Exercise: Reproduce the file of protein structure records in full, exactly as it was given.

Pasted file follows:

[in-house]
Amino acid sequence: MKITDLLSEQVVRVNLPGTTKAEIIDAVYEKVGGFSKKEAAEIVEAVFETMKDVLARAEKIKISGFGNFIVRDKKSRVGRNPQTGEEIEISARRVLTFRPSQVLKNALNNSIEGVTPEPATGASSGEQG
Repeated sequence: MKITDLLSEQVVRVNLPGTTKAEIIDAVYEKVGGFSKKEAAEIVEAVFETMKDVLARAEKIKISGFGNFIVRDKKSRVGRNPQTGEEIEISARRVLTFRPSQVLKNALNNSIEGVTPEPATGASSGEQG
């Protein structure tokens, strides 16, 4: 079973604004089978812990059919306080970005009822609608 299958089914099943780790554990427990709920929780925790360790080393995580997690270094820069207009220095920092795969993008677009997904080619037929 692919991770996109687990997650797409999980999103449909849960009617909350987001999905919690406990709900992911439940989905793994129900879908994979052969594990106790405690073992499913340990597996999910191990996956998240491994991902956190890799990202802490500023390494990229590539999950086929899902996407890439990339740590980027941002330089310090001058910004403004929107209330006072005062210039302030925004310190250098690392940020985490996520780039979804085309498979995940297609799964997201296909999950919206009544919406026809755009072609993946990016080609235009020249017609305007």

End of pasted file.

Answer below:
[in-house]
Amino acid sequence: MKITDLLSEQVVRVNLPGTTKAEIIDAVYEKVGGFSKKEAAEIVEAVFETMKDVLARAEKIKISGFGNFIVRDKKSRVGRNPQTGEEIEISARRVLTFRPSQVLKNALNNSIEGVTPEPATGASSGEQG
Repeated sequence: MKITDLLSEQVVRVNLPGTTKAEIIDAVYEKVGGFSKKEAAEIVEAVFETMKDVLARAEKIKISGFGNFIVRDKKSRVGRNPQTGEEIEISARRVLTFRPSQVLKNALNNSIEGVTPEPATGASSGEQG
């Protein structure tokens, strides 16, 4: 079973604004089978812990059919306080970005009822609608 299958089914099943780790554990427990709920929780925790360790080393995580997690270094820069207009220095920092795969993008677009997904080619037929 692919991770996109687990997650797409999980999103449909849960009617909350987001999905919690406990709900992911439940989905793994129900879908994979052969594990106790405690073992499913340990597996999910191990996956998240491994991902956190890799990202802490500023390494990229590539999950086929899902996407890439990339740590980027941002330089310090001058910004403004929107209330006072005062210039302030925004310190250098690392940020985490996520780039979804085309498979995940297609799964997201296909999950919206009544919406026809755009072609993946990016080609235009020249017609305007």